Proposal 109: No more than one server per IP address [was Re: Sybil Attack Countermeasures]

Roger Dingledine arma at
Wed Mar 14 03:49:38 UTC 2007

On Mon, Mar 12, 2007 at 07:49:06PM -0800, Chris Palmer wrote:
> It seems like the granularity of the node selection policy Tor can
> implement to frustrate Sybils is partly a function of the size and
> diversity of the Tor network.  As long as there are ORs on at least 3
> different IPs, a /32 restriction can work (an OP can still build a
> circuit); as the network grew, you could start doing /16.  As the
> granularity of the policy coarsens, it becomes more difficult for Sybil
> to succeed (she now has to have fingers in ever more distant pies).

Note that Chris is talking (I think) about how Alice chooses nodes for
her circuit. Proposal 109 is talking about the directory authorities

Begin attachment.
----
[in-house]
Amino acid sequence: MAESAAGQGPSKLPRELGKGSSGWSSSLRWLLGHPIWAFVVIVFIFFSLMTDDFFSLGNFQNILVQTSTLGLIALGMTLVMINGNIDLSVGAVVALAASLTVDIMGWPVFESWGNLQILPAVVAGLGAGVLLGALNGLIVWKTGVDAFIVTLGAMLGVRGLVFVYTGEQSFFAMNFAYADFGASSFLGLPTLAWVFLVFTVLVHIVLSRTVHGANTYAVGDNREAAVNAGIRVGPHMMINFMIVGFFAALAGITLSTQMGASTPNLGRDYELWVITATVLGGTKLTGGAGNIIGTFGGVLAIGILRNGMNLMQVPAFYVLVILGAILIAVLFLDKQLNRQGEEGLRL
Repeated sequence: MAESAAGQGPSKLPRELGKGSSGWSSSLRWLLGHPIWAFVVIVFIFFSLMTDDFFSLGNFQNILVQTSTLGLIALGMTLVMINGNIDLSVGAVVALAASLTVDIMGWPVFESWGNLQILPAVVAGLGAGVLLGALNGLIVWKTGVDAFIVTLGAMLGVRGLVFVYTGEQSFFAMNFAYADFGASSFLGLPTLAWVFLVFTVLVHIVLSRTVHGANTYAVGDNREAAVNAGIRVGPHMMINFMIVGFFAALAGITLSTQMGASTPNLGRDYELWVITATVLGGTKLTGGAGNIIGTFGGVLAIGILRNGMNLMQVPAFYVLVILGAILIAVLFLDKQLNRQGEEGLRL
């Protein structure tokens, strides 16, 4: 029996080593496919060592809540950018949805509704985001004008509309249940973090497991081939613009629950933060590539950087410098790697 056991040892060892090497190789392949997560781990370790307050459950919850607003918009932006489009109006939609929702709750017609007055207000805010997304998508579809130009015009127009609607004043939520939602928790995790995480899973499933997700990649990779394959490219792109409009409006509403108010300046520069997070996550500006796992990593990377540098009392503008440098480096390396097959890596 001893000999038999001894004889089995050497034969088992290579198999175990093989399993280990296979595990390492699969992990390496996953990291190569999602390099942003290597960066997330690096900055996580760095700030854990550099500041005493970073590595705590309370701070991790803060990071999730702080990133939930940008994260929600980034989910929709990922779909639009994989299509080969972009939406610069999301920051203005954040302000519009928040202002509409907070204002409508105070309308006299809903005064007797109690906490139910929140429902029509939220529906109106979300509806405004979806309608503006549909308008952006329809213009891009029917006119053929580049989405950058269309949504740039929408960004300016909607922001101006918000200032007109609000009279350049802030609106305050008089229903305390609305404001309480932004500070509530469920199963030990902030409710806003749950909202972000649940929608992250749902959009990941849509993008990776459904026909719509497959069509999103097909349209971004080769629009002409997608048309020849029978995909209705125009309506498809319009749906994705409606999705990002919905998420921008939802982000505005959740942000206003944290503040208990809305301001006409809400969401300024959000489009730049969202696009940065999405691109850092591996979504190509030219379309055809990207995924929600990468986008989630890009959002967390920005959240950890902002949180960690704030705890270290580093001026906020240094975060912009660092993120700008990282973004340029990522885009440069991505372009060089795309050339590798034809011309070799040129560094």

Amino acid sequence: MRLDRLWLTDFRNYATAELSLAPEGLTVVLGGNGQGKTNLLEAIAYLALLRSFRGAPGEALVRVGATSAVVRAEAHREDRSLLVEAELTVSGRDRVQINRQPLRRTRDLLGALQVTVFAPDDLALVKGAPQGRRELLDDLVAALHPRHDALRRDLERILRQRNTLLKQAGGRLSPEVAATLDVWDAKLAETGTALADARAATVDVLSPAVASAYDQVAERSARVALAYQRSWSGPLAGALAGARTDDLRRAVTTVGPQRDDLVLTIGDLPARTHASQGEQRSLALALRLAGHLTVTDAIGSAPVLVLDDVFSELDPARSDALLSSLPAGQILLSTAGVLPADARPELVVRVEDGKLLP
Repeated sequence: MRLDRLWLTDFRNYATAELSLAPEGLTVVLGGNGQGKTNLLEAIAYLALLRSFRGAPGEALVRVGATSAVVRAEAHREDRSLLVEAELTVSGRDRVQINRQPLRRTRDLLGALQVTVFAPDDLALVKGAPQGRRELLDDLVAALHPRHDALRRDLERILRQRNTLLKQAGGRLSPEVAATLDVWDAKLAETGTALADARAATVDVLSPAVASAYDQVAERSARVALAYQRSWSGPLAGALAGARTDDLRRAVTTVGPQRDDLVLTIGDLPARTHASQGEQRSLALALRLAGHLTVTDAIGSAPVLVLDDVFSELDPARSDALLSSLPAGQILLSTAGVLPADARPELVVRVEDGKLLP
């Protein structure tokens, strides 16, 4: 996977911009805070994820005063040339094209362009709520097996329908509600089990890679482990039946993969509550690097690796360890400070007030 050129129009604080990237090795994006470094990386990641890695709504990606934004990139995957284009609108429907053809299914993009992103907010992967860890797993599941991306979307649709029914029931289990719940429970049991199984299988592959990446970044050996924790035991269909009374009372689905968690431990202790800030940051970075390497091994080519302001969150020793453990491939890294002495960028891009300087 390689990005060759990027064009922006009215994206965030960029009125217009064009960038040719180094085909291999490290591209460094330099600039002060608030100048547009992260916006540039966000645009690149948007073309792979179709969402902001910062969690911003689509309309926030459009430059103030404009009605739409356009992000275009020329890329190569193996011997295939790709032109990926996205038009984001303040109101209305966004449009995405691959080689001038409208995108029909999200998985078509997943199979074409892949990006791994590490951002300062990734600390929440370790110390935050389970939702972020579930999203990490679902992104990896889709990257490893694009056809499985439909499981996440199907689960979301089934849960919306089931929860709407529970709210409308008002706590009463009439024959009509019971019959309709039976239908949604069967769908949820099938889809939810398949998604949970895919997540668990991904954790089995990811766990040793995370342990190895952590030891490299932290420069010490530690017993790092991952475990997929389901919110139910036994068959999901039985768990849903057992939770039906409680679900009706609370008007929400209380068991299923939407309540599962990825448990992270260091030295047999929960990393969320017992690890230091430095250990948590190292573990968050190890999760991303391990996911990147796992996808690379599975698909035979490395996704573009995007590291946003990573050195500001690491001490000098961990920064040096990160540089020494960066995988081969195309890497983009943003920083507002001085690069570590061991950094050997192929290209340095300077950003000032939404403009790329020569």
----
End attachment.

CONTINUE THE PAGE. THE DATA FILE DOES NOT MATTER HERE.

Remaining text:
(dis)allowing nodes into the network in the first place.

> Is autonomous system number a better indicator of network ownership than
> host or network address?  Is it also more delightfully coarse?  Can the
> current Tor network sustain such a policy (i.e., route only through
> networks with distinct ASNs)?  Am I sniffing glue?

Excellent questions. I fear nobody here knows good answers.

In the case of Alice-picking-her-path, these questions are related to
the "routing zones" open research questions: it's not just about the AS
that each router lives on, it's about the ASes in between each router
too. See the section in
for a few more details.

In the case of which-nodes-to-let-onto-the-Tor-network... hm. Nick
convinced me in
that we should stick with /32 for now, in the interests of not killing
this proposal with complexity. But for later proposals... What do the
numbers look like in terms of how many nodes we have in each AS right
now? Are some ASes really big geographically, like Comcast, and if so
how does that figure into our caps?

If anybody's looking for a research paper there's plenty of open
questions here. :)


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